Visually, the diameters of brie and camembert cheese molds are different. (Notice the Saint André brie to the left appears taller and smaller than the flat, round Ile de France camembert to the right. The camembert cheese mold has a specific size and weight of 250 grams.
Once you've cut into the Cheese, Brie tends to have a whitish inside, while camembert has a deeper yellowish color. A very ripe Camembert will have runny insides; most versions of brie in America, however, are stabilized, meaning the cheese's center will have a firm texture that will never turn runny.
When it comes to smell and taste, Brie has a light, buttery scent and flavor with a salty finish. Camembert can be on the funkier side and smell earthy and barnyard-y like mushrooms or hay, with an intensely savory flavor.
Ripening is another factor, and this is where prsonal preferane comes into play. Some people prefer younger firmer soft cheeses, whilst others prefer waiting before cutting into a wheel of gooey, ripened camembert.
Brie is produced in large wheels and thus ripens differently: when sold it typically has been cut from a wheel, and therefore its side is not covered by the rind; Camembert, meanwhile, is MOSTLY ripened as a small round cheese and sold as such, so it is fully covered by rind. This changes the ratio between the rind and the inner part of the cheese.
What to drink with Camembert and Brie ...
If you like to serve your cheeses with wine, Camembert and Brie are traditionally served with reds, although there is some disagreement about the type of red for the type of cheese. We like to match Brie and Camembert with a "Gamay or Pinot Noir.” Prefer White Wines? Then opt for the best Chablis your budget allows, or else try a Sauvignon Blanc from New Zealand, or Australian Colombard.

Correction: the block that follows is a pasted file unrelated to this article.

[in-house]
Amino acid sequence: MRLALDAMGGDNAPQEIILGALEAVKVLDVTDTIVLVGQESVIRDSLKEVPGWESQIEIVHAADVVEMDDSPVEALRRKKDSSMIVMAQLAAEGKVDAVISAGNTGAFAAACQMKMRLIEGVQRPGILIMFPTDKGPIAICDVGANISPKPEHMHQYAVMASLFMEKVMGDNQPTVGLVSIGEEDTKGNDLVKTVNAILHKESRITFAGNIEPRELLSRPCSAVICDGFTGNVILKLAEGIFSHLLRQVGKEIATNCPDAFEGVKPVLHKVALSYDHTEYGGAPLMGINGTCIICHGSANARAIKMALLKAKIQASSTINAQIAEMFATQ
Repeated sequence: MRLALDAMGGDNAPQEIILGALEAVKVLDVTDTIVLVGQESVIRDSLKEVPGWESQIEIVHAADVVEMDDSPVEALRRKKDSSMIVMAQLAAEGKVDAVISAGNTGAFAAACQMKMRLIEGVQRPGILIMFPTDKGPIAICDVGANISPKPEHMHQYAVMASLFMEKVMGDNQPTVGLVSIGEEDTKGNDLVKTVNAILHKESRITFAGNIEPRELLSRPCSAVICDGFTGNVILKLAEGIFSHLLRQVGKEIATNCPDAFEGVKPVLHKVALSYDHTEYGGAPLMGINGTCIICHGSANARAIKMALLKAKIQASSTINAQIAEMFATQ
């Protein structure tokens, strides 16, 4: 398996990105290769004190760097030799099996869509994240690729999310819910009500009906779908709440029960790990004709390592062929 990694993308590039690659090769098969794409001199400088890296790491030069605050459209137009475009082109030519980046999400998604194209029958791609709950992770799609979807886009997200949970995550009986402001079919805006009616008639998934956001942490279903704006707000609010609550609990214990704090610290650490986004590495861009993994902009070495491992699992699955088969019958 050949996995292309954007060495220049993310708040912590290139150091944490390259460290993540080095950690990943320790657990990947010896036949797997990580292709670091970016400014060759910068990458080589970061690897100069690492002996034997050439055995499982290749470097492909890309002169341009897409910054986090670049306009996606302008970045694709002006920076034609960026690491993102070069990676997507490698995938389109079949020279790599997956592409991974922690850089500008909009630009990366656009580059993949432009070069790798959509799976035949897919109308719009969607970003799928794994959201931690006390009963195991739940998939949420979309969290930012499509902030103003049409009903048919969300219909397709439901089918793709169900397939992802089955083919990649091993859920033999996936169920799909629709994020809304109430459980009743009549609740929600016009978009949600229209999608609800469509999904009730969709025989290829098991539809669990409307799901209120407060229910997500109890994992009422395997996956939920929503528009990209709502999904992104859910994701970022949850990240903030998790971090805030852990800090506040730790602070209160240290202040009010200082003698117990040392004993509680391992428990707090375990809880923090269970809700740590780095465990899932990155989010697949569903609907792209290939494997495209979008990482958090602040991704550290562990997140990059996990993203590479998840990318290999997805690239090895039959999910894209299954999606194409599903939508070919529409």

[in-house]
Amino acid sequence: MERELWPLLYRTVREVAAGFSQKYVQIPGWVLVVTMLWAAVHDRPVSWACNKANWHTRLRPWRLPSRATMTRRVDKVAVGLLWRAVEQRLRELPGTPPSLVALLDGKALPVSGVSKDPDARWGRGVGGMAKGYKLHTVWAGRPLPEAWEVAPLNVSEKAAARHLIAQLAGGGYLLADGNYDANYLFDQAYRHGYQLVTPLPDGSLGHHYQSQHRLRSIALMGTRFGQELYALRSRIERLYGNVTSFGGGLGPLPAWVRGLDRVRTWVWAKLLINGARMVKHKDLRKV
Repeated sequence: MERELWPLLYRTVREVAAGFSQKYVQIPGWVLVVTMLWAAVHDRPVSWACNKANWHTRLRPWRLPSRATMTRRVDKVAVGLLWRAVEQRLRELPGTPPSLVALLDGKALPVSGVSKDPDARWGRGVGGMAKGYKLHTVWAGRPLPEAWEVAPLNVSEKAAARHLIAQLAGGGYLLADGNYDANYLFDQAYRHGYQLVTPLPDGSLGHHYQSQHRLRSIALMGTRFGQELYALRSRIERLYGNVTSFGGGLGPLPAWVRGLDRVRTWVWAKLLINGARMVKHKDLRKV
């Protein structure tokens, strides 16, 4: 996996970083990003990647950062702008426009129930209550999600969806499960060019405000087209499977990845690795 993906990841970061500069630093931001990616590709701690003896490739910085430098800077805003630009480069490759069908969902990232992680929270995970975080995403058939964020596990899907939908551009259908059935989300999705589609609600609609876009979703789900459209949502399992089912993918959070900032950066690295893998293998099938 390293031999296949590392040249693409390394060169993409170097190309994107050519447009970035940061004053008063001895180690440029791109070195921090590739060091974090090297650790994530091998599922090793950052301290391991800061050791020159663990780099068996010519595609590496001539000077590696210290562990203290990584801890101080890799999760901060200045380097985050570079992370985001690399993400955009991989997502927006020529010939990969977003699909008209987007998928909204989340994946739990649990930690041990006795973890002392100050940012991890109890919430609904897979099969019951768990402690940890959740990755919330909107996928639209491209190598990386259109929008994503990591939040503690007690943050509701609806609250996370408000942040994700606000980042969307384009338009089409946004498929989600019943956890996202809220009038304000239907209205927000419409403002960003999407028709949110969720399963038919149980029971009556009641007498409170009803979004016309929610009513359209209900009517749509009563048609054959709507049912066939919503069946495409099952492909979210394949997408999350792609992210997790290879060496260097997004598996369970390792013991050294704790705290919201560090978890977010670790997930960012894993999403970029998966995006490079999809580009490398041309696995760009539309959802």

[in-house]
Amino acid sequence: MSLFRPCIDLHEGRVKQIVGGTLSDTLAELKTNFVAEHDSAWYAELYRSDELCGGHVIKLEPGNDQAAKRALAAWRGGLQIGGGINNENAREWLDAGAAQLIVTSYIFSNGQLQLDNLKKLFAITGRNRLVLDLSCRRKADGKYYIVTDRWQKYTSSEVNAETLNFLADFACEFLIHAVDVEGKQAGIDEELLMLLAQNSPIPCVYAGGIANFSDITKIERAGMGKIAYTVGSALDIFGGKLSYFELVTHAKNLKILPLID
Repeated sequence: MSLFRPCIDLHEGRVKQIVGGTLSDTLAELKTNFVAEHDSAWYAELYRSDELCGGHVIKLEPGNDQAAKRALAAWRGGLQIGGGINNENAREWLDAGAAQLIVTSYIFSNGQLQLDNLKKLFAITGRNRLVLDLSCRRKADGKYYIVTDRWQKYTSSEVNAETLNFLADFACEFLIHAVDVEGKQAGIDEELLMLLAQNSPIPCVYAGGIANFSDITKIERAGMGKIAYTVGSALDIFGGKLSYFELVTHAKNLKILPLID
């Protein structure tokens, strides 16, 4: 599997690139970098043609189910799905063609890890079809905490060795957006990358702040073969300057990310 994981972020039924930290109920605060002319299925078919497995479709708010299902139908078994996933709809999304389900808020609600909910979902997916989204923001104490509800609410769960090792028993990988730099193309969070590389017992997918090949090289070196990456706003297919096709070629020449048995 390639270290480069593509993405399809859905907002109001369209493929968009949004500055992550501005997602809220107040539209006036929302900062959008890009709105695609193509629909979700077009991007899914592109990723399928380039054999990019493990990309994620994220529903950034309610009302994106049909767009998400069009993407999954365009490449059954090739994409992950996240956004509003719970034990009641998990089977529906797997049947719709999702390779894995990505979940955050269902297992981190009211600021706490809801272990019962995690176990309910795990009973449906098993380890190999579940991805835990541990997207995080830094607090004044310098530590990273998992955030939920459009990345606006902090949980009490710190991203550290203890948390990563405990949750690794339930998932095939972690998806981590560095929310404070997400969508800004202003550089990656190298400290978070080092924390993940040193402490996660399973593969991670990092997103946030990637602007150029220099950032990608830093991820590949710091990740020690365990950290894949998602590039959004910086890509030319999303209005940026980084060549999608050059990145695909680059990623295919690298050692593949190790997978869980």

For more festive occasions, Camembert is matched with a good Champagne. Dont like Champagne? Then Camembert is ideal with mature Red Burgundy.... think Gevrey Chambertin, Nuits St Georges or Morgon. If Whites more your to your liking, opt for a lightly Oaked Chardonnay from New Zealand or Australia.
Of course, serving these cheeses with wine isn’t a must; they can be enjoyed in their own right, by themselves or with good fruits to partner cheeses
Hows Camembert made?
Very similar to the process used for Brie, but Camembert is traditionally made in smaller wheels, ranging from between 12 and 22cm in diameter, 3cm thick, and between 250g and 1kg in weight. Five ladling passes are necessary to fill each mold; supposedly, this helps give Camembert its creamy texture.
Tunworth is a Camembert style cheese
What`s the difference between Camembert and Brie?
Camembert’s smaller size will affect it in several ways. Because of this, Camembert loses moisture more quickly, which concentrates its flavour. It tends to age slightly more quickly, and the flavour of Camembert will be a little stronger than that of a Brie.
Does Brie taste different to Camembert?
Brie and Camembert have flavour profiles that are very similar. Both are often described as tasting mushroomy, eggy, garlicky, nutty,milky, grassy and/or fruity.
There are subtle variations between the two, but these variations can be hard to detect, especially when so many versions of Brie and Camembert are factory-produced and made from pasteurized milk. The texture of both Brie and Camembert is also very similar, although Brie tends to be denser and Camembert runnier.